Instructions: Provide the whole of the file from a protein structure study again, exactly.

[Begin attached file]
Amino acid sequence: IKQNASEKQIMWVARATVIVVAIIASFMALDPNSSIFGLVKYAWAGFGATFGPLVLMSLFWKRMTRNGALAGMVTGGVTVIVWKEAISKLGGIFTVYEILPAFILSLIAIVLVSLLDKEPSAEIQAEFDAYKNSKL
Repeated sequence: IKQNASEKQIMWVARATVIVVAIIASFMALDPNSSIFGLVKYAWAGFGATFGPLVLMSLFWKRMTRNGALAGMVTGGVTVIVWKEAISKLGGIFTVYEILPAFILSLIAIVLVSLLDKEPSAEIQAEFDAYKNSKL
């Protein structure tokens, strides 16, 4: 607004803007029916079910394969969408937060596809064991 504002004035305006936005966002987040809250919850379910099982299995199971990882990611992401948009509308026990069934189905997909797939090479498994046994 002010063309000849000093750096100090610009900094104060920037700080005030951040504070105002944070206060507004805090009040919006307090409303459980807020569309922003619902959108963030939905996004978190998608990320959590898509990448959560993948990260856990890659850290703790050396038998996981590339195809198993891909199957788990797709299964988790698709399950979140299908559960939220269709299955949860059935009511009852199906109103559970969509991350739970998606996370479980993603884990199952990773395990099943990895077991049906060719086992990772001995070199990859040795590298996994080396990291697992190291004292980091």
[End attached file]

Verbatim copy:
Amino acid sequence: IKQNASEKQIMWVARATVIVVAIIASFMALDPNSSIFGLVKYAWAGFGATFGPLVLMSLFWKRMTRNGALAGMVTGGVTVIVWKEAISKLGGIFTVYEILPAFILSLIAIVLVSLLDKEPSAEIQAEFDAYKNSKL
Repeated sequence: IKQNASEKQIMWVARATVIVVAIIASFMALDPNSSIFGLVKYAWAGFGATFGPLVLMSLFWKRMTRNGALAGMVTGGVTVIVWKEAISKLGGIFTVYEILPAFILSLIAIVLVSLLDKEPSAEIQAEFDAYKNSKL
């Protein structure tokens, strides 16, 4: 607004803007029916079910394969969408937060596809064991 504002004035305006936005966002987040809250919850379910099982299995199971990882990611992401948009509308026990069934189905997909797939090479498994046994 002010063309000849000093750096100090610009900094104060920037700080005030951040504070105002944070206060507004805090009040919006307090409303459980807020569309922003619902959108963030939905996004978190998608990320959590898509990448959560993948990260856990890659850290703790050396038998996981590339195809198993891909199957788990797709299964988790698709399950979140299908559960939220269709299955949860059935009511009852199906109103559970969509991350739970998606996370479980993603884990199952990773395990099943990895077991049906060719086992990772001995070199990859040795590298996994080396990291697992190291004292980091």